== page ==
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  19. I've never done any hard drugs and I can promise you it has nothing to do with the fact that it's illegal. Your wrong to think that offering easier access to rehab, and other help with addiction wouldn't be better then incarceration. Not locking people up for something isn't the same as encouraging it.

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  20. Marijuana /cannabis is completely harmless and should be allowed for everyone in every state . Should not have ever even been in the drug category to begin with. By stopping the drug war on marijuana / cannabis , it is a win win for both the U.S. and Mexico. This should have been done years and years ago. Marijuana/cannabis is as addictive as coffee. Both you would like to have, but could live without and many has proved to do by it being made illegal for years.

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  21. I am not against legalizing cannabis but lets have some honest or at the very least informed reporting. Drug cartels are not hurting, far from it. They are thriving. It is true that they have abandoned (but not completely) the trade in weed. They have focused their attention to opiates, primarily heroin. It is almost at epidemic proportions across the country. The price of heroin is at an all time low and the addiction rate is skyrocketing. Emergency rooms are treating more and more people for heroin overdoses almost on a daily basis. Overdose deaths are rocketing upward and people are celebrating cannabis legalization.
    Also make no mistake about it, weed is being legalized because of the revenue that it will bring into governments. Under our current political structure the spending addictions that governments have, will never ever be satisfied.Governments are already in the gambling business with the lottery, many states are in the alcohol business, it does not take a rocket scientist to know why weed is being legalized. Does anyone think these cartels are just going to roll over and lose billions in revenue. They just moved from one product to a much more profitable and dangerous product.

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  22. It is far better and safer to legalize it and spend the money on things like rehab, prevention , education etc .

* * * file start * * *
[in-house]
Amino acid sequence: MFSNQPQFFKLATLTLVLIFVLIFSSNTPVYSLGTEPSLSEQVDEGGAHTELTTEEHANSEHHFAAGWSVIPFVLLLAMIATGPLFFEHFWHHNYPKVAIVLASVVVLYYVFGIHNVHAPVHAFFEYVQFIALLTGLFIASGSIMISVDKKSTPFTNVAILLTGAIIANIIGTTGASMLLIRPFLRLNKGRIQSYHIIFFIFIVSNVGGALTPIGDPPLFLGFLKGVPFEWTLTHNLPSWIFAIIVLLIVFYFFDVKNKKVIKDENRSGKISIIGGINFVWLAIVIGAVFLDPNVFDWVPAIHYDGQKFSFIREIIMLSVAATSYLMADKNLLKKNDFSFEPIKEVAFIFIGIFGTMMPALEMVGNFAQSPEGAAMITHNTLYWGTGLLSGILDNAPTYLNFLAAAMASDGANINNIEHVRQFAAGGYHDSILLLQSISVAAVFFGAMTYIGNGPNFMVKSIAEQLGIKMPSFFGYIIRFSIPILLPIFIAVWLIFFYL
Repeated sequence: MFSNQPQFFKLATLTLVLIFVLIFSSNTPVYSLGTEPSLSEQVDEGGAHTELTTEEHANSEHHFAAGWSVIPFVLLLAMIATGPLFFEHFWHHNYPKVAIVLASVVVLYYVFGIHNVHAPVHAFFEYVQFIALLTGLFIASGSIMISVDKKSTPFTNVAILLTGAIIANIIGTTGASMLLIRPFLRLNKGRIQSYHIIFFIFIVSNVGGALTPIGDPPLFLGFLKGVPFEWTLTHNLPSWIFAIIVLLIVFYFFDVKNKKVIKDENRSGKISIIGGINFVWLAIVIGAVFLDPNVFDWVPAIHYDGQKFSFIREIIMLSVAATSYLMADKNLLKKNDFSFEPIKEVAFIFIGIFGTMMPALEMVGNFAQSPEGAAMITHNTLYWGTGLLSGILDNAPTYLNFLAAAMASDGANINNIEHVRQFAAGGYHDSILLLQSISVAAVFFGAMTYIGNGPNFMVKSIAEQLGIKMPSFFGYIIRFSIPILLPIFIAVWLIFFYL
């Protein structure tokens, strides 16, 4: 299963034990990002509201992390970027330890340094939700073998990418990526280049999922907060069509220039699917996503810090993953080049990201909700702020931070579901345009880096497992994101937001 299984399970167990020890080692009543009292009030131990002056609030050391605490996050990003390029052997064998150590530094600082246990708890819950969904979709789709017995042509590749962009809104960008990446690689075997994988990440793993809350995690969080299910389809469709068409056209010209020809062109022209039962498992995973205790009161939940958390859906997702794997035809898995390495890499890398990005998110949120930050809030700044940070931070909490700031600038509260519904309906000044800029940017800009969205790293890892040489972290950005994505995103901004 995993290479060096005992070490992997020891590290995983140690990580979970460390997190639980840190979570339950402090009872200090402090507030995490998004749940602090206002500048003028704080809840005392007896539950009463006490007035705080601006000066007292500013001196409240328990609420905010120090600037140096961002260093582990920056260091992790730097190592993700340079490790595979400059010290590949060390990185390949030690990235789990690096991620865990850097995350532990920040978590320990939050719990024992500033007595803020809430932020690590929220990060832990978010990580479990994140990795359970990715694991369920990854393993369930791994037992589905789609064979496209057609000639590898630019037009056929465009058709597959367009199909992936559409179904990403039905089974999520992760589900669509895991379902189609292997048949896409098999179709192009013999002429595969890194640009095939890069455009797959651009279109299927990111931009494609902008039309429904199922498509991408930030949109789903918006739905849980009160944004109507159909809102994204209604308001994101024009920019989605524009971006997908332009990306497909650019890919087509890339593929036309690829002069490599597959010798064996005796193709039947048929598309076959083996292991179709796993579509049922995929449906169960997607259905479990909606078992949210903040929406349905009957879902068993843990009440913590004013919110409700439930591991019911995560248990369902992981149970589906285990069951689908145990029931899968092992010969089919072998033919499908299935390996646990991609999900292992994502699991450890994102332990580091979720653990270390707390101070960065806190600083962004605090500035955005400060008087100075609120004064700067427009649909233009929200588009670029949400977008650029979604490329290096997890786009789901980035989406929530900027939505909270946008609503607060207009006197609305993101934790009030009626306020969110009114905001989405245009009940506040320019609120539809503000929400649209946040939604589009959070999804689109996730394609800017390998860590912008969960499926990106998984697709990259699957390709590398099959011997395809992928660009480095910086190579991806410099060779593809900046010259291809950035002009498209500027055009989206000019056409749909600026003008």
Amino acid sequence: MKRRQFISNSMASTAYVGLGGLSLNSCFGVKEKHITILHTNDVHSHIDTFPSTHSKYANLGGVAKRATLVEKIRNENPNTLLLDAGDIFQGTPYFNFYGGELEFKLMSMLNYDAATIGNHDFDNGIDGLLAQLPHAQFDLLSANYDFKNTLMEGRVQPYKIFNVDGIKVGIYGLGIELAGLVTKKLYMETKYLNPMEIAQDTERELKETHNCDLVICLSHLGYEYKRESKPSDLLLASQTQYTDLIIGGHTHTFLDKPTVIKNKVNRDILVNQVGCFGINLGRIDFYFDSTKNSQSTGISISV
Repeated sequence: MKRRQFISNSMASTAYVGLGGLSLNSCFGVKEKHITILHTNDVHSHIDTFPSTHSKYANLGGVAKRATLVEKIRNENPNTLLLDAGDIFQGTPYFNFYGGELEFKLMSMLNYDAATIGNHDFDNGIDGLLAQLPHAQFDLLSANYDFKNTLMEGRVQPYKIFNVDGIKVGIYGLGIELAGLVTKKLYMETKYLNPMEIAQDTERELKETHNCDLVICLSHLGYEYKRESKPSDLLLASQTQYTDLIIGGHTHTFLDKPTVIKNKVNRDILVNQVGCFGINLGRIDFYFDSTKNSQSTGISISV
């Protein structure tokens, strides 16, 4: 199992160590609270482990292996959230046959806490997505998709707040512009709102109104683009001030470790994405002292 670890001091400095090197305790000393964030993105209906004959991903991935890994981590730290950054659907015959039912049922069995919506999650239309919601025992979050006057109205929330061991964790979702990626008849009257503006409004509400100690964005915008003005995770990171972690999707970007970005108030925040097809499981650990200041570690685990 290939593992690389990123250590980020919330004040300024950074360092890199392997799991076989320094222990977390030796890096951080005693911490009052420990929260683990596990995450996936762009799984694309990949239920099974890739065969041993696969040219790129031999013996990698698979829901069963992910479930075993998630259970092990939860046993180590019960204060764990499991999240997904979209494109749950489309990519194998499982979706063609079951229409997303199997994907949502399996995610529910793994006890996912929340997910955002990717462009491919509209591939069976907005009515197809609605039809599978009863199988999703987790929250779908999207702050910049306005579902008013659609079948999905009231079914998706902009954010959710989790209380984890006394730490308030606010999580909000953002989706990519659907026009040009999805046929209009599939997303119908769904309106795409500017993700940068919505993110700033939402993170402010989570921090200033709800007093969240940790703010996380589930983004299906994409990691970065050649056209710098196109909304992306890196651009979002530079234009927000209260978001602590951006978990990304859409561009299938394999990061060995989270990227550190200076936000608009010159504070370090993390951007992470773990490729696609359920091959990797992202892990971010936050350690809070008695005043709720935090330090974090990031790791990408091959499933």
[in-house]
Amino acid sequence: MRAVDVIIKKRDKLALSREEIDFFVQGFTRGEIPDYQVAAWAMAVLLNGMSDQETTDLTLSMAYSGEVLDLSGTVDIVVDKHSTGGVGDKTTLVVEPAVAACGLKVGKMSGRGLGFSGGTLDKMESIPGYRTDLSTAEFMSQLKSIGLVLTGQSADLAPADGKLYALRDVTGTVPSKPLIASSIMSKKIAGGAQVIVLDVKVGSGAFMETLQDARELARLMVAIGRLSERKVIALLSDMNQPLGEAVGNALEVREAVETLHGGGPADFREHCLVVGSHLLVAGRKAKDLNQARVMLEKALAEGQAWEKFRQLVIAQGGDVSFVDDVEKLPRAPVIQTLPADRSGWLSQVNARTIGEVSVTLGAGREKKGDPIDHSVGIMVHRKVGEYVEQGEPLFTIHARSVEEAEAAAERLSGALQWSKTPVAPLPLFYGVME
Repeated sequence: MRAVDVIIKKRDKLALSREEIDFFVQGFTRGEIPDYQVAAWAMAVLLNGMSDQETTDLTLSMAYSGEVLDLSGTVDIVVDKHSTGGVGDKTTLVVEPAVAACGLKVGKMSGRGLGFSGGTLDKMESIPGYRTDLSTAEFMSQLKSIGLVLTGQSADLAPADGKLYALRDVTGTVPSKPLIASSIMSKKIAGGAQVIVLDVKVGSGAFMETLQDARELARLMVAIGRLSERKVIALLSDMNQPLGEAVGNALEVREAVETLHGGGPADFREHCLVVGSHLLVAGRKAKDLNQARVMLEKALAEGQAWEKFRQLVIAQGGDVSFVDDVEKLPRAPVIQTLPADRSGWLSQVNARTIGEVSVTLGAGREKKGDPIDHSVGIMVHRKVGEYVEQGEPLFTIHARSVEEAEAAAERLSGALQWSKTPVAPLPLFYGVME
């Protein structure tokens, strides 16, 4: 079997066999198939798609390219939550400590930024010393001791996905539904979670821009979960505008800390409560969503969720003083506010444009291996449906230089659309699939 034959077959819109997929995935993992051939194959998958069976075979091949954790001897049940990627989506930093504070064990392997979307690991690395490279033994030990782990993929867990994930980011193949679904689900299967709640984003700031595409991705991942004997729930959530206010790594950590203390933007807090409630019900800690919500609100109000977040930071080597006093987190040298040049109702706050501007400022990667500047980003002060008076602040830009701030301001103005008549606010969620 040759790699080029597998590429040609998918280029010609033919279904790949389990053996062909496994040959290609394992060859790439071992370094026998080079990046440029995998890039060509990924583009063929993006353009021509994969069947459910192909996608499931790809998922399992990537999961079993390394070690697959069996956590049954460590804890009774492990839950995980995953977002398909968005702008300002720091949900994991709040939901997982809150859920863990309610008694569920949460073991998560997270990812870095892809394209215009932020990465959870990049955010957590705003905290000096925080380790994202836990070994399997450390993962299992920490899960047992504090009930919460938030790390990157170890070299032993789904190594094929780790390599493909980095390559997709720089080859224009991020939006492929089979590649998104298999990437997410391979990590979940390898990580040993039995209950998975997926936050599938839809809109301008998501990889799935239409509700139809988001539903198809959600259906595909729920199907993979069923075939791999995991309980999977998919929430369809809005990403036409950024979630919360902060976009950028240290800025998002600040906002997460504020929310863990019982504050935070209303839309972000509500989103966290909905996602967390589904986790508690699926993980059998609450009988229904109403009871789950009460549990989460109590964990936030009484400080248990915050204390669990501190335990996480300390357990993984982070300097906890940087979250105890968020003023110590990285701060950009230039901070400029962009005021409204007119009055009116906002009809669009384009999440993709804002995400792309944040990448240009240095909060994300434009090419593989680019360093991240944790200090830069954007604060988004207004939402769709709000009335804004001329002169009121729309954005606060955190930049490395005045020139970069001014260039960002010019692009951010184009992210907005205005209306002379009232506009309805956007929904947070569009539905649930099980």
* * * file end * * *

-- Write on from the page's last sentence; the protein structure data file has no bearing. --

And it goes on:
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  23. Which is why it makes sense to legalize it all and spend the money that is generated on things like rehab, prevention, education etc .

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  24. Which is why it is much better and safer to make it all legal and spend the money that is generated and saved on things like rehab, prevention, education etc .

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  25. Its good to legalise weed then peoples will not go for hard drags..if they will get weed easyly and cheap…

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  26. Its good to legalise weed then peoples will not go for hard drags..if they will get weed easyly and cheap…

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  27. I have no idea why your suggesting "the Irish model". I live in Ireland, Ireland has some of the most aggresive and regressive drug policies in the World, for example, cannabis is a "class A" substance on a par with Heroin, Crack, etc.

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  28. The problem is that the cannabis industry has been going on for so long that it is a form of an under ground economy ,the industry generates massive amounts of money in ways that a lot of people are unaware of ,money laundering by national and international banks is massive.The HSBC is fined regularly by the treasury board,but that does not stop them nothing stops them as admitted by the treasury board in the Elisabeth Warren congressional inquiry ,the fines just become an overhead .Another thing to take into concideration "and also explains that it is an industry ,is the legal system, thousands are incarcerated in jails for drug offences,so that for sure is another aspect to look at .What will you do with the people that are employed because of the drug industry……think about it ,jailers boarder police ,people that work in the justice system Lawyers etc.what will you do with them ,where will they work when you take away their living"DRUGS"its not going to be that easy to dismantle an industry that has so many people dependent on it to make a living…

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  29. I don't agree with legalizing drugs altogether. Marijuana os not a drug, it is a medicinal plant. You had me until you mentioned wanting drugs legalized, like cocaine,and the like. Drugs kill, the medicinal herb doesn't. It heals.

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  30. Oh How could these people use natural Healing herbs created by God that are taking away the Big Profits from the Big Pharmeceutical companies. That is a terrible thing to do for American Companies who are just trying to make a killing off their Chemotherapy drugs that will kill you too.

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  31. Recreational legalisation isn't what countries like Portugal and ireland have done, they decriminalised recreational use. The difference is that decrim is still illegal, it is just not a criminal offence that you can be punished for. Look at the stats of reoffending in the US and it's obvious what's happening right now doesn't work, especially compared to countries like Portugal where heroin addiction has dropped by 50% in 15 years since the introduction of their policy.

    In my opinion even without law reform, the current system is worse than it should be. Why would prisons try and rehabilitate prisoners? That causes a future loss in profit, and prisons are a business like all others; they care about money and not much else.